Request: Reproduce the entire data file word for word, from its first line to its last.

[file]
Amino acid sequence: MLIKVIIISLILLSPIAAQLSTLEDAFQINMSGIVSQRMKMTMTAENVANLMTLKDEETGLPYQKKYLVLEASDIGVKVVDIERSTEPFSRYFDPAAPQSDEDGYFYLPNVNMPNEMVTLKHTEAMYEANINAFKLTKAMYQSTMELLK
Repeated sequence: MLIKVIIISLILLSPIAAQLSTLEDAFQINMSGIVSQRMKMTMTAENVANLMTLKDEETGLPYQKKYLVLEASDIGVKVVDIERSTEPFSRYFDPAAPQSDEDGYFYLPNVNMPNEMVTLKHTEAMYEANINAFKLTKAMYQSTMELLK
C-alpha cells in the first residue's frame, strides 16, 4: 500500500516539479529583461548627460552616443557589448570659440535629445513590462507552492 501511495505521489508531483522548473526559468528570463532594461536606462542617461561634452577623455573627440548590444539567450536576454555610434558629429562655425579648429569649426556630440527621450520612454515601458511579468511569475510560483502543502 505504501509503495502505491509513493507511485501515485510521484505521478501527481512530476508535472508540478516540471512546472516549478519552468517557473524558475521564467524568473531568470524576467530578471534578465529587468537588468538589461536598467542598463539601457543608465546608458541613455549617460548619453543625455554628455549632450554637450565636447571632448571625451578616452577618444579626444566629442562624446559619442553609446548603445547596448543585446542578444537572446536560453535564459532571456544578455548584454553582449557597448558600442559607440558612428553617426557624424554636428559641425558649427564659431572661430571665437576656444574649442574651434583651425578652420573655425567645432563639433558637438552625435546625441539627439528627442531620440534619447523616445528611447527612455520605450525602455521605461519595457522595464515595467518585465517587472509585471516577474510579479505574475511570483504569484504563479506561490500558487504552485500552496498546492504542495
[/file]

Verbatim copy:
Amino acid sequence: MLIKVIIISLILLSPIAAQLSTLEDAFQINMSGIVSQRMKMTMTAENVANLMTLKDEETGLPYQKKYLVLEASDIGVKVVDIERSTEPFSRYFDPAAPQSDEDGYFYLPNVNMPNEMVTLKHTEAMYEANINAFKLTKAMYQSTMELLK
Repeated sequence: MLIKVIIISLILLSPIAAQLSTLEDAFQINMSGIVSQRMKMTMTAENVANLMTLKDEETGLPYQKKYLVLEASDIGVKVVDIERSTEPFSRYFDPAAPQSDEDGYFYLPNVNMPNEMVTLKHTEAMYEANINAFKLTKAMYQSTMELLK
C-alpha cells in the first residue's frame, strides 16, 4: 500500500516539479529583461548627460552616443557589448570659440535629445513590462507552492 501511495505521489508531483522548473526559468528570463532594461536606462542617461561634452577623455573627440548590444539567450536576454555610434558629429562655425579648429569649426556630440527621450520612454515601458511579468511569475510560483502543502 505504501509503495502505491509513493507511485501515485510521484505521478501527481512530476508535472508540478516540471512546472516549478519552468517557473524558475521564467524568473531568470524576467530578471534578465529587468537588468538589461536598467542598463539601457543608465546608458541613455549617460548619453543625455554628455549632450554637450565636447571632448571625451578616452577618444579626444566629442562624446559619442553609446548603445547596448543585446542578444537572446536560453535564459532571456544578455548584454553582449557597448558600442559607440558612428553617426557624424554636428559641425558649427564659431572661430571665437576656444574649442574651434583651425578652420573655425567645432563639433558637438552625435546625441539627439528627442531620440534619447523616445528611447527612455520605450525602455521605461519595457522595464515595467518585465517587472509585471516577474510579479505574475511570483504569484504563479506561490500558487504552485500552496498546492504542495